Thursday, March 10, 2011

The obligatory post

I'm going to go out on a limb and say that, on first glance, the Chara hit didn't really look that dirty. That was, until I saw this photo:

This photo came from

What it clearly shows is Chara deliberately pushing Pacioretty's head into the pylon.
Chara deserved to be suspended, not for the hit in question, but for the slash he gave Pacioretty earlier in the game. Chara pole-axed Patches' leg, and could have broken it. That alone deserved a suspension. And yet it wasn't enough for Chara.

For those people who claim Chara is not a dirty player, they need to wake up. Chara his a history of dirty play. During a fight with Raitis Ivanans a few years ago, Chara sucker punched him after the linesmen had stepped in, and consequently broke Ivanans' orbital bone.
That's just one example of Chara's history of late hits, sucker punches, dirty stick work, and overall thuggery.

What happened two nights ago was very similar to the Todd Bertuzzi incident. In that Vancouver-Colorado game, Steve Moore had already fought. But that wasn't enough for Bertuzzi. Some people don't know when to stop, and Bertuzzi was out for blood. He got it when he sucker-punched Moore from behind, and drove his head into the ice, breaking his neck.

Chara got his revenge on Pacioretty for that overtime shove in January several times over. Chara slashed him. Chara punched him. And then, he broke his neck.

The real problem here is the NHL lack of commitment to the players' safety, and the overall absence of any decent officiating. The NHL referees have become something of a joke in reecnt years, with most of the old guard retiring. Those old referees, who knew how to keep order and would take control of a situation that would have otherwise spun out of control, have been replaced by morons who have no feel for the game. Back in February the referees stood by and let a Penguins-Islanders get way out of hand.

And now we come to Tuesday's game, where Chara's slash was un-penalized, and the game got out of control.

And it all comes from the top. The NHL is going to sit idly by, and do nothing about violence in the game until someone DIES.

Let me remind the NHL: Max Pacioretty has a broken neck. He's lucky to be alive. And the NHL is sitting on a ticking time bomb.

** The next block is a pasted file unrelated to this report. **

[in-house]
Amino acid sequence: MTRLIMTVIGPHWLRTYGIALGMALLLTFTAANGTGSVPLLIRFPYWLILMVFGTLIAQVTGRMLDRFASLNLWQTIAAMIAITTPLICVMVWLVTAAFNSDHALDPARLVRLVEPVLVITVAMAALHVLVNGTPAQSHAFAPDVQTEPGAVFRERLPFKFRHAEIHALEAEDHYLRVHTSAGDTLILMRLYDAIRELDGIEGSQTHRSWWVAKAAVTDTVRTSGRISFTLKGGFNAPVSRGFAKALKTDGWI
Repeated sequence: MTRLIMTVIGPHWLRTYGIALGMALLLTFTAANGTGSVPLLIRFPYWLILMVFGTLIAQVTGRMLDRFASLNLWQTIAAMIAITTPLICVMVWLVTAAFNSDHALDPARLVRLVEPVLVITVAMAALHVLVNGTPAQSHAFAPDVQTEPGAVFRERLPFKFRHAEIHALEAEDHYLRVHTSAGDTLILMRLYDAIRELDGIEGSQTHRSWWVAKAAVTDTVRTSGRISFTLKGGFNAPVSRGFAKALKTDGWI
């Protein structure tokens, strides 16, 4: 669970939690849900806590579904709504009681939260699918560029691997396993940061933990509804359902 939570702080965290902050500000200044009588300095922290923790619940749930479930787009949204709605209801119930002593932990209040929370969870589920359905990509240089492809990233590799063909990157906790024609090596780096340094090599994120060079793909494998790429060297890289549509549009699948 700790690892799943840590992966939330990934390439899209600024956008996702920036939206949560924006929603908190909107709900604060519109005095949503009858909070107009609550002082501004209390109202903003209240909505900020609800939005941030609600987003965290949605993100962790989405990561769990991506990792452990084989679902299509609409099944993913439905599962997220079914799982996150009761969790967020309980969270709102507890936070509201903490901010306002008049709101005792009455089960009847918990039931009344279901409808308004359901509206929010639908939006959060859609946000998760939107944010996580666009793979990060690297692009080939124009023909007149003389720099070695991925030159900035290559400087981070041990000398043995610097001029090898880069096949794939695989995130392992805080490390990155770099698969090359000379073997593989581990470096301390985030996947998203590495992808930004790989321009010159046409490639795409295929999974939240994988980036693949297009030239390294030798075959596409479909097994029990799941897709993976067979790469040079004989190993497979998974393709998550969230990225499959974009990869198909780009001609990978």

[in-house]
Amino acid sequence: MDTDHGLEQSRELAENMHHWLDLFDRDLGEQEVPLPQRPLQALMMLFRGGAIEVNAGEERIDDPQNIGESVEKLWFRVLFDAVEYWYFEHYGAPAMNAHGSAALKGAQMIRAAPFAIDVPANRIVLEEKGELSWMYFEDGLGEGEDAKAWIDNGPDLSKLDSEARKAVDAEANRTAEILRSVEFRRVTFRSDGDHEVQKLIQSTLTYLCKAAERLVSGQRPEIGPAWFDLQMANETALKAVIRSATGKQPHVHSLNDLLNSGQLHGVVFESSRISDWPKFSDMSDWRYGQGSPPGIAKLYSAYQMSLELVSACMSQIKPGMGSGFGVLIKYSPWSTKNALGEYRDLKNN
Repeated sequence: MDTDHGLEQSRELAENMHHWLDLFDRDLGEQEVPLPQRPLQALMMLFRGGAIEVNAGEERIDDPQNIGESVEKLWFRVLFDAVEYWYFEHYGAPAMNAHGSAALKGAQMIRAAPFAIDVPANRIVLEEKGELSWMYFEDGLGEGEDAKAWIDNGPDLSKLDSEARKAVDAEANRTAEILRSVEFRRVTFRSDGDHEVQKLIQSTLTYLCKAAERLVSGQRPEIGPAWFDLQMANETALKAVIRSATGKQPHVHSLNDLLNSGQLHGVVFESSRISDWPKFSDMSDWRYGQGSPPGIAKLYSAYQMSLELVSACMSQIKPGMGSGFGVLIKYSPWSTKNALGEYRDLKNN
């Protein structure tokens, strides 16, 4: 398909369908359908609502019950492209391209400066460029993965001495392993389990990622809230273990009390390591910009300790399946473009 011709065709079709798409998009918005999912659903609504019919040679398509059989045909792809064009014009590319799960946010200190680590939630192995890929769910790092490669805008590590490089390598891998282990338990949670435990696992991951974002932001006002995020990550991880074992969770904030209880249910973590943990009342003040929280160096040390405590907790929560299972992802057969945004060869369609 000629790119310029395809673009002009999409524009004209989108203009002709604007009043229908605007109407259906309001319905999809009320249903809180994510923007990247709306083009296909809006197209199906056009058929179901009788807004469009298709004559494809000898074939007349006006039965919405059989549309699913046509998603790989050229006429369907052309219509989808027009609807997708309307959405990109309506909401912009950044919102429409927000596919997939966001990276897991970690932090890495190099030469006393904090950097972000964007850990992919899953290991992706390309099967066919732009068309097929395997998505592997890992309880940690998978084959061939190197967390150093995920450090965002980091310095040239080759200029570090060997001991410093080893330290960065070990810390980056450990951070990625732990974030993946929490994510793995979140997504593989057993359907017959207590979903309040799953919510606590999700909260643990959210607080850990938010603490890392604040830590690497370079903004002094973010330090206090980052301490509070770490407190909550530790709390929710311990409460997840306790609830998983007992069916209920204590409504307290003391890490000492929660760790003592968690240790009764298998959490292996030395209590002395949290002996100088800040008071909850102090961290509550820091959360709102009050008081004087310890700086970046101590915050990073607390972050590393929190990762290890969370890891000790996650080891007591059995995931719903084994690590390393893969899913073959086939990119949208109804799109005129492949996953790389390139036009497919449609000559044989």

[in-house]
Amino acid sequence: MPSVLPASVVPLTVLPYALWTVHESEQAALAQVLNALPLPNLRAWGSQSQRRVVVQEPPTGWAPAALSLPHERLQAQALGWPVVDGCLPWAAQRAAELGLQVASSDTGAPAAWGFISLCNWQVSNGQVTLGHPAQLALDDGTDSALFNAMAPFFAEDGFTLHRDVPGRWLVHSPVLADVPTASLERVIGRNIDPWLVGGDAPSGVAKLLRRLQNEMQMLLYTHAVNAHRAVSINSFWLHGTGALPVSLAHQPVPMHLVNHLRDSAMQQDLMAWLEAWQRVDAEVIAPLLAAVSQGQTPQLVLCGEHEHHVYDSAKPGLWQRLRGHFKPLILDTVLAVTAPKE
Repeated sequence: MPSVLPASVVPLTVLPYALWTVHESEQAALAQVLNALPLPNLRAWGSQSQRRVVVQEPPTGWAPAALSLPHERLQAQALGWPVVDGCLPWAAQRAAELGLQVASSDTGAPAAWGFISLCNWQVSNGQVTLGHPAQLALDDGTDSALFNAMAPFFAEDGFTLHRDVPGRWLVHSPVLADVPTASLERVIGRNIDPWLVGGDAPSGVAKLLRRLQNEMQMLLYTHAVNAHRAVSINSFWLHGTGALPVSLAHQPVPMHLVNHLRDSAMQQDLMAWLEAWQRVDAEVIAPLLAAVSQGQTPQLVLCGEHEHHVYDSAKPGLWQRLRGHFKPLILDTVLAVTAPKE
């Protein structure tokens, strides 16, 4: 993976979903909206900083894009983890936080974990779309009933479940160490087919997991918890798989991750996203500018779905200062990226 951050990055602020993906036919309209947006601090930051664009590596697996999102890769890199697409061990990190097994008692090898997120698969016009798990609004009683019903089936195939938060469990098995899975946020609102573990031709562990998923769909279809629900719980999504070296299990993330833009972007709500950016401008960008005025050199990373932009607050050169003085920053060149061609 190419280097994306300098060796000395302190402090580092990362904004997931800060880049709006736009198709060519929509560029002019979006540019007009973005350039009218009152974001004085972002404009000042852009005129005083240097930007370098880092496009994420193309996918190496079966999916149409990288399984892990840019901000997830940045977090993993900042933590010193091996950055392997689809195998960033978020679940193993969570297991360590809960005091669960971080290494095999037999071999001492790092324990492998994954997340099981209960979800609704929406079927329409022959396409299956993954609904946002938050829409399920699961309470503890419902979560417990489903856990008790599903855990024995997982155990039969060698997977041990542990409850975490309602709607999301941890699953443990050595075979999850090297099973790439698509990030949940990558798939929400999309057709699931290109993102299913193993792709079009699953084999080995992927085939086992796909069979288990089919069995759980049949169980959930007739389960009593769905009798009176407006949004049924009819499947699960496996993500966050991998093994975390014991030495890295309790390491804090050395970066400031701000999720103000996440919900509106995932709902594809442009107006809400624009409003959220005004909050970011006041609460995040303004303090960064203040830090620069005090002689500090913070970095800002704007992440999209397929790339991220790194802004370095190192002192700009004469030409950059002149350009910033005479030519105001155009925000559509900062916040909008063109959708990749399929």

As for the hit in question, here's my take: by itself, it was a borderline hit. I'm sure Chara didn't MEAN to injure Patches, but on the other hand, he sure as hell didn't CARE.

What is, "Reckless," Alex.

When you consider everything else leading up to that reckless hit, the picture beocmes a lot clearer: the two have a history. Chara had been targeting him ever since that January overtime winner. And each instance of so-called revenge did not extinguish Chara's thirst for payback. It only made him hungry for yet more escalated violence. And so, that forearm shove had a lot behind it. Only Zdeno Chara knows for sure, and he may not even be able or willing to examine his own motivations and what he was thinking in that exact moment. But he has lost the benefit of the doubt.

Let me state this clearly: this is NOT a call for further violence. There is too much eye-for-an-eye in today's world where nations visit death and destruction upon entire civilian populations. But I am afraid for Zdeno Chara. Being suspended may have been the best thing for him. What I fear now is someone taking "justice" upon himself and deciding to end Chara's career.

Again. This is NOT a call for violence upon the Bruins or Zdeno Chara. But the morons in the NHL needs to recognize that when they abdicate any responsibility, the players will sometimes take it upon themselves, with disastrous consequences. And I'm not holding out any hope that we'll see cooler heads prevail. I have no evidence upon which to make that assumption.

1 comment:

Number31 said...

Even at actual speed you see the extra shove. He knew exactly what he was doing and it was unnecessary. His D partner already had the puck and the worst thing Pacioretty could have accomplished in the 15 seconds left was he would have chased him back up the ice or boxed him into the corner forcing him to bank the puck off the boards to Chara to clear the zone.

The NHL slapped Pacioretty and his teammates in the face. If I feel this betrayed as a fan, imagine how he must feel. They talk about the stanchion like it's something new, yet it's in EVERY rink, and if it's not in the middle, you still have the part by the end of the benches (where Drew Doughty just flew into tonight). Like Price said, he knew exactly what he was doing. He was looking at him the whole way. Like a kid who doesn't realize how bad something is until someone gets hurt. Gomez was ready to kill him right there and had to be held back by two officials and two players. Kids were crying in the stands and their parents had to leave because they thought Pacioretty was dead. But Chara just shrugged and hid on the bus.

So far Pacioretty's lucky. He was two cracks away from being Steve Moore SEVEN YEARS TO THE DAY IT HAPPENED. Doesn't look like he'll need spinal fusion, which would end his career. But for the NHL to do still makes me sick.

And then the Bruins fans give Chara a standing ovation, where 2 minutes after he takes a boarding penalty for throwing Montador into the boards. But I'm sure it's the boards fault. I'm sure Montador leaned and jumped a bit.